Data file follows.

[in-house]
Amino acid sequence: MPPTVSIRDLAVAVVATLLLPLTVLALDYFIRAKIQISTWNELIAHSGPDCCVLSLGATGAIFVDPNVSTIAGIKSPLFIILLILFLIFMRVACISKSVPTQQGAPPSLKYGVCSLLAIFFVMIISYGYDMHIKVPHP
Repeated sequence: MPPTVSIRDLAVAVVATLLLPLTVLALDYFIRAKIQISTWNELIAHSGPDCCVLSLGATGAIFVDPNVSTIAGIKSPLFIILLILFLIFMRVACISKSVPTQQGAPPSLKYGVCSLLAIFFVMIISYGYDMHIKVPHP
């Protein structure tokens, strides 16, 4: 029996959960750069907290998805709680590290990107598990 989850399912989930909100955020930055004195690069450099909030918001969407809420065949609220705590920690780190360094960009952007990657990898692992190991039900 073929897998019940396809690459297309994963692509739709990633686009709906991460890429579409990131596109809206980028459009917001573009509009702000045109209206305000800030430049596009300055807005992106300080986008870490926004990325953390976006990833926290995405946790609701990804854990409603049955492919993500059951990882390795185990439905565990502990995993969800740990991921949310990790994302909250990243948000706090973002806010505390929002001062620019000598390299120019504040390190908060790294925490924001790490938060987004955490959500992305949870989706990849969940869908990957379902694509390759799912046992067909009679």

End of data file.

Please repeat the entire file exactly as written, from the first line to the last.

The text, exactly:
[in-house]
Amino acid sequence: MPPTVSIRDLAVAVVATLLLPLTVLALDYFIRAKIQISTWNELIAHSGPDCCVLSLGATGAIFVDPNVSTIAGIKSPLFIILLILFLIFMRVACISKSVPTQQGAPPSLKYGVCSLLAIFFVMIISYGYDMHIKVPHP
Repeated sequence: MPPTVSIRDLAVAVVATLLLPLTVLALDYFIRAKIQISTWNELIAHSGPDCCVLSLGATGAIFVDPNVSTIAGIKSPLFIILLILFLIFMRVACISKSVPTQQGAPPSLKYGVCSLLAIFFVMIISYGYDMHIKVPHP
């Protein structure tokens, strides 16, 4: 029996959960750069907290998805709680590290990107598990 989850399912989930909100955020930055004195690069450099909030918001969407809420065949609220705590920690780190360094960009952007990657990898692992190991039900 073929897998019940396809690459297309994963692509739709990633686009709906991460890429579409990131596109809206980028459009917001573009509009702000045109209206305000800030430049596009300055807005992106300080986008870490926004990325953390976006990833926290995405946790609701990804854990409603049955492919993500059951990882390795185990439905565990502990995993969800740990991921949310990790994302909250990243948000706090973002806010505390929002001062620019000598390299120019504040390190908060790294925490924001790490938060987004955490959500992305949870989706990849969940869908990957379902694509390759799912046992067909009679």